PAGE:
Jason Isbell Locates His Musical Compass On 'Southeastern'
This interview was originally broadcast on July 17, 2013.
When singer-songwriter Jason Isbell used to get drunk, he'd sometimes tell his then-girlfriend, the musician Amanda Shires, that he needed to quit the bottle — and that if it was going to take, he'd have to go to rehab. Eventually, she said the next time he told her that, she'd hold him to it. And she did. And he went. And, he tells Fresh Air's Terry Gross, "The jury is still out on whether or not it worked, but it worked today and all the days leading up to this."
Initially, he says he was scared about what sobriety would do to his personality and his creativity.
"The changes can't all be good changes," he says. "There's got to be something that you're losing there, some kind of potency, or humor even, or some sort of attractiveness — not only to the person you're with romantically, but to your family, to your friends."
But his fears have thus far proven unfounded. Shires has since become his wife, and his solo album, Southeastern — some songs from which he plays for Gross — has been turning heads. In these songs, Isbell, a former member of Drive-By Truckers and current frontman for The 400 Unit, lays himself eloquently and emotionally bare.
While long-recognized as a brilliant songwriter, Isbell credits sobriety with his newfound openness on Southeastern.
"I think there's an openness you really have to accept if you're going to make a change like that," Isbell says. "You have to be all right with saying, 'I have weaknesses.'
"[W]hen I've got a piece of paper in front of me, I feel like that's therapy for me in a whole lot of ways," he adds. "So I feel like I should go ahead and get it out and tell it all like it happened."
On whether he felt pressured to find a 'higher power' while going through rehab
"For a lot of folks who get sober, the process of getting and staying sober becomes their higher power, and it becomes a religion that sort of consumes a whole lot of them. I just don't think that that's necessary. I think that that can be a side note rather than the story of your life. I think a lot of people are scared, and I know I was scared to get sober, at least using this as an excuse; 'I don't want to be one of those sober people.' And I don't think you have to be. I think you can be one of those people who happens to be sober. For me, no, I'm not a particularly religious person. I was determined not to convert during that process."
On the characters in his song 'Elephant,' which deals with cancer
"I like to mix people together and make characters, especially with a song that's this heavy, with a subject matter that's this heavy. I like to build characters and allow them to behave as naturally as possible, and I think the two people that wound up existing in this song, I think they really did behave the way those folks would.
"I think the original inspiration for this [was] I used to spend a lot of time in this bar downstairs from the apartment that I lived in, in Alabama, before I moved up here to Nashville. Gradually, the regulars would start to disappear. Almost always, it was cancer-related. Over time, there were probably eight or nine people who just would sort of vanish almost right before your very eyes. These were people who weren't having the best life. They were spending a whole lot of hours sitting at a bar, but I think I got that idea. I imagined a couple of folks who were drinking buddies, nothing more than that, and how their relationship changed when one of them got sick. I've known a lot of people who have gotten cancer and died. I think everybody has at this point in time, but those two folks aren't necessarily people who exist in reality."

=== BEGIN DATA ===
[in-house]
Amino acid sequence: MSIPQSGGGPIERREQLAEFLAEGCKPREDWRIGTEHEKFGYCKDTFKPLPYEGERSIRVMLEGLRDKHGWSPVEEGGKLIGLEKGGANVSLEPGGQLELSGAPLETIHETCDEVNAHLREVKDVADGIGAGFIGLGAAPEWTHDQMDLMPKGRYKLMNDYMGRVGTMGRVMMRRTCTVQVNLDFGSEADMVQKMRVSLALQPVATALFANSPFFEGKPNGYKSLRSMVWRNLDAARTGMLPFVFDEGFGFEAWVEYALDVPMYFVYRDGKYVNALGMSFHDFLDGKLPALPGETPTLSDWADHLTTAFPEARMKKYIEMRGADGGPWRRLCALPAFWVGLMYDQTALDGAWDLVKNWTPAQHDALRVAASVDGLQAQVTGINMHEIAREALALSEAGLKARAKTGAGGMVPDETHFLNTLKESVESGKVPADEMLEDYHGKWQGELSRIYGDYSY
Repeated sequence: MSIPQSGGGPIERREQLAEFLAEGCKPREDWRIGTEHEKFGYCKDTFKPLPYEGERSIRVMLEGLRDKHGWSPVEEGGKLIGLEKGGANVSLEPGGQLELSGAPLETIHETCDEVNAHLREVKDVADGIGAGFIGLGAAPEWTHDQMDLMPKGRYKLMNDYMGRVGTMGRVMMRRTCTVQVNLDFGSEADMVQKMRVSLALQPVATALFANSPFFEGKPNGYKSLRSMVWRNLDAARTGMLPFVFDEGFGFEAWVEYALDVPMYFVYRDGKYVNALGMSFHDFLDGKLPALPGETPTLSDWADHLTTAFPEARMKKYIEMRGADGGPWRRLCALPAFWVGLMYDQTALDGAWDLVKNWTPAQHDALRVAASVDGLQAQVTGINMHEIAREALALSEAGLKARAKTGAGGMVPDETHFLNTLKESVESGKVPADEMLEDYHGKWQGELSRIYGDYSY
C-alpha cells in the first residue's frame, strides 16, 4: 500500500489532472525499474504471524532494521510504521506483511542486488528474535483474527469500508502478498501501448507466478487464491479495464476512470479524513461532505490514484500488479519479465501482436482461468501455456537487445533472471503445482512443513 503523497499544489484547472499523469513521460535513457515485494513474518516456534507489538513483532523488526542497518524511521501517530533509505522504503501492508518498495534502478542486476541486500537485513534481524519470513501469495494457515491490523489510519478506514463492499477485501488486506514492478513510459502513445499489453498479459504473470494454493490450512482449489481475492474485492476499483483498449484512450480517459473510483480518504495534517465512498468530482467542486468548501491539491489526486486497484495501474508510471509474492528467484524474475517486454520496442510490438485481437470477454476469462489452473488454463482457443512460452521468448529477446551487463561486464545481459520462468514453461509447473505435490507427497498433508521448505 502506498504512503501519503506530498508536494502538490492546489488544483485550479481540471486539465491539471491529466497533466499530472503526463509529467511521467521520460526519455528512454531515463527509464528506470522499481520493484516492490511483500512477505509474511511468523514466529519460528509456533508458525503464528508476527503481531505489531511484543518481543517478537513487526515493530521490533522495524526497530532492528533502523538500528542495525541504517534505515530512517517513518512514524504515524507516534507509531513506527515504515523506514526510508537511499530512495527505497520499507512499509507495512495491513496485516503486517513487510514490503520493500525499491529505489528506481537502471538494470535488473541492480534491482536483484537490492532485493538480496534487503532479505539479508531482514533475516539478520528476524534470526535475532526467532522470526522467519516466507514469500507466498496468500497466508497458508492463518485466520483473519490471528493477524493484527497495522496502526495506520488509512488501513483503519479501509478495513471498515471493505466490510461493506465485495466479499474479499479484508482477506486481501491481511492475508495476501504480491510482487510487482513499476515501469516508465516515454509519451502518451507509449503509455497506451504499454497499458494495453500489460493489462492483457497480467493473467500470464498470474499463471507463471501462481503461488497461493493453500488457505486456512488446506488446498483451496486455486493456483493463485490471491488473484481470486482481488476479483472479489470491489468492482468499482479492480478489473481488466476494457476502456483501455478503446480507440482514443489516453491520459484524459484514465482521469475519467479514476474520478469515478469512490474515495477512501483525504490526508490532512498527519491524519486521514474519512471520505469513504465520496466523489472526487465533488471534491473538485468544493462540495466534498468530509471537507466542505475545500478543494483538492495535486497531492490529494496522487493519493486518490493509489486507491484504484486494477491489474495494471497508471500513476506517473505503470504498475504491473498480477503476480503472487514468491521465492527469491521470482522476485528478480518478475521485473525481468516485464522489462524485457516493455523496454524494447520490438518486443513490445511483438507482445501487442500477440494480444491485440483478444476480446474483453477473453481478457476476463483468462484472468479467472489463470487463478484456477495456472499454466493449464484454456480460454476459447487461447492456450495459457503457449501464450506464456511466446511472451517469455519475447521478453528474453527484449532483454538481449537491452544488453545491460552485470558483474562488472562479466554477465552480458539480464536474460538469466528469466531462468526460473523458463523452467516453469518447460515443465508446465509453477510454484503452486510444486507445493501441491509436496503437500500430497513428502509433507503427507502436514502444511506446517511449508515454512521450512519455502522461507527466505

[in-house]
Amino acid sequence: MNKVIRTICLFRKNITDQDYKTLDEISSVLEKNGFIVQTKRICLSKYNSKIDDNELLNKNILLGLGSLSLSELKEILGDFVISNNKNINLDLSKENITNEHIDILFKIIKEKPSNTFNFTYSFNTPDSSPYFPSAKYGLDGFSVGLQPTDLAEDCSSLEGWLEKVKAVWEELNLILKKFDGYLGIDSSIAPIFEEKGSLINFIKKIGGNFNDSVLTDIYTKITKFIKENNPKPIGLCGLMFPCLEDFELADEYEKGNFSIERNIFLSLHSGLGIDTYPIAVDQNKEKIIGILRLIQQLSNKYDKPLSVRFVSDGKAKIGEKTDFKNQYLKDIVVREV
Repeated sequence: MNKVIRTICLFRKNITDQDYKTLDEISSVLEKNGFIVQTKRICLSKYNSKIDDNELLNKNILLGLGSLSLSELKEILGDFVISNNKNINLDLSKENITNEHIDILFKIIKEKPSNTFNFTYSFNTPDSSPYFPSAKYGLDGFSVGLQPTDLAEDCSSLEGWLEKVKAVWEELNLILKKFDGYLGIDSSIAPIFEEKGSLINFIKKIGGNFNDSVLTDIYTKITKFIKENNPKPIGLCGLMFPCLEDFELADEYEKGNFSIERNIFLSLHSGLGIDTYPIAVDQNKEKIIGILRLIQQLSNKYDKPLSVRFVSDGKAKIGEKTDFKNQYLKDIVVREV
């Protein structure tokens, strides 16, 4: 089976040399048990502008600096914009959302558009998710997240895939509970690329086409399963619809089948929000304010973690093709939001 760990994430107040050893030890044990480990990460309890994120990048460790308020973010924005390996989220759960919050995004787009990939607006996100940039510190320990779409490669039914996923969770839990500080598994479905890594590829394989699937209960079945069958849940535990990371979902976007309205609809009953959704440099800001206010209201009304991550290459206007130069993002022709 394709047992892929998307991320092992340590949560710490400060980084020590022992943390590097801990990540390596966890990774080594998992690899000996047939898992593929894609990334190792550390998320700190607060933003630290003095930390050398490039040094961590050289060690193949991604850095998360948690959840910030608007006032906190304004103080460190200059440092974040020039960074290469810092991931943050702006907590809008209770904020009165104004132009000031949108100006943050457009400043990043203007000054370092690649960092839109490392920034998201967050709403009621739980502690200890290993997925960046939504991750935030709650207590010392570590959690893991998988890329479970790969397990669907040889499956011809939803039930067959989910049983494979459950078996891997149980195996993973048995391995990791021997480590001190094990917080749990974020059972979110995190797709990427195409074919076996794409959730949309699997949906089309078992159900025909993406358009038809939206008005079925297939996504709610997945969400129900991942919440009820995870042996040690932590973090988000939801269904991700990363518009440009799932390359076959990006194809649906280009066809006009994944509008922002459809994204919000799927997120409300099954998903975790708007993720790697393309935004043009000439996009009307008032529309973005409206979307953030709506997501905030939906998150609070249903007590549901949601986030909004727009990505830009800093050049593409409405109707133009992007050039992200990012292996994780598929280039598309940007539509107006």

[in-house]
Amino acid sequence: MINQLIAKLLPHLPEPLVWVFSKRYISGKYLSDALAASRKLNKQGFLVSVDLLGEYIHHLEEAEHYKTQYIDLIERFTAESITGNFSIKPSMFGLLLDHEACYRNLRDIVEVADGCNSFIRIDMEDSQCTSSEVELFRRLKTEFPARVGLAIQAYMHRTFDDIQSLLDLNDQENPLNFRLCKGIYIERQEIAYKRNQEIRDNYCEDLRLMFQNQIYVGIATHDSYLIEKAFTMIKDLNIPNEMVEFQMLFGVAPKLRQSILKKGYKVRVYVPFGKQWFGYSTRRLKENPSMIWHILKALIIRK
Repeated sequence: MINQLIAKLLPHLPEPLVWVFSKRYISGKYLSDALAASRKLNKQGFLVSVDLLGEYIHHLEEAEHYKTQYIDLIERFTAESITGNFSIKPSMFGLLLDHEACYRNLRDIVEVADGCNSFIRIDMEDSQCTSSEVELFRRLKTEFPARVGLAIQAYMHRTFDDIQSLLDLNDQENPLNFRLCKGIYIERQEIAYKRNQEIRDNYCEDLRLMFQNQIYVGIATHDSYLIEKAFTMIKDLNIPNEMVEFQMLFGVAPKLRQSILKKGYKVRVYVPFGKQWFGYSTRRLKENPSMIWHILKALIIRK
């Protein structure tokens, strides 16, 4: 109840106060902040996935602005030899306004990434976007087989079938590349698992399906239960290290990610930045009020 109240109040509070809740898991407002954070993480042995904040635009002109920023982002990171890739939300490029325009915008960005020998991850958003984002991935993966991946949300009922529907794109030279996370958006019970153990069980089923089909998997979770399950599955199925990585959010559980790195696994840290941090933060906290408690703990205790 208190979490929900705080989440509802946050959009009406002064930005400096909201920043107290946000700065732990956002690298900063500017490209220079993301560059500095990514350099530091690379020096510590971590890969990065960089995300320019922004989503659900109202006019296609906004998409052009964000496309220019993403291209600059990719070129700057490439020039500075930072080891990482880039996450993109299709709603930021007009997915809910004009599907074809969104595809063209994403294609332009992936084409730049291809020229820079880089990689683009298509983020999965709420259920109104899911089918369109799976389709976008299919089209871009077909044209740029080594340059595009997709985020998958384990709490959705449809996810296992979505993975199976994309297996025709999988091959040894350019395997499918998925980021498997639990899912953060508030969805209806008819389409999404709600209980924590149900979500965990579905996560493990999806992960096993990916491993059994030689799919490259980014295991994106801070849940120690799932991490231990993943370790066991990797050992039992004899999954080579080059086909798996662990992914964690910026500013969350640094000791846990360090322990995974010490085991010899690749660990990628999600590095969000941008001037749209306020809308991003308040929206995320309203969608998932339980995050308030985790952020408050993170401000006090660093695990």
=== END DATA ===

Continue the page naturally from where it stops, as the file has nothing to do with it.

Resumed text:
On his parents' views on him being a musician
"My dad, he worries a bit, usually with good reason. There were quite a few years there where he was probably trying to resign himself to fact that I wouldn't live too much longer, just because of the way I was living. ... There was a moment for Dad where he realized it was going to work out as a career and he called me, he pulled over on the side of the road in his truck, this is probably 8 or 9 years ago. He was listening to demos from my first solo record; he pulled over on the side of the road on his way to work and called me and said, 'Well, son, I don't think you're going to need a backup plan. I think you can go ahead and do this. I just wanted to tell you that.' Which is a big deal for my father. It was always, 'Have something to fall back on.'"
On the name of his band, The 400 Unit, being inspired by the unit of a mental hospital
"It sounds a little insensitive now, I guess. I think [the hospital] changed the name of the place. I don't think that's our fault. I think they changed it anyway, [but] they would take folks out, their day patients. They would take them out once or twice a week, and they would give them all 10 or 15 bucks and put a name tag on them; they would get out of a big white Ford van downtown in Florence, Alabama. They'd walk around and try to get lunch. It just scared the locals. The locals saw the van and knew what it was, and they got out looking real disheveled and disoriented, and they would try to exist in reality as a normal person for an hour or however long it took to get a Subway sandwich or something.
"We had been on the road for about a month. We stopped somewhere and we all got out of the van and we were drinking pretty heavily and not getting a whole lot of sleep, and it was the middle of the day and we were all hungover and smelled pretty bad, and I handed everybody 10 bucks because it was their per diem for the day, and we all went to get a sandwich, and I thought, 'Man, that reminds me so much of something I've seen somewhere before.'"
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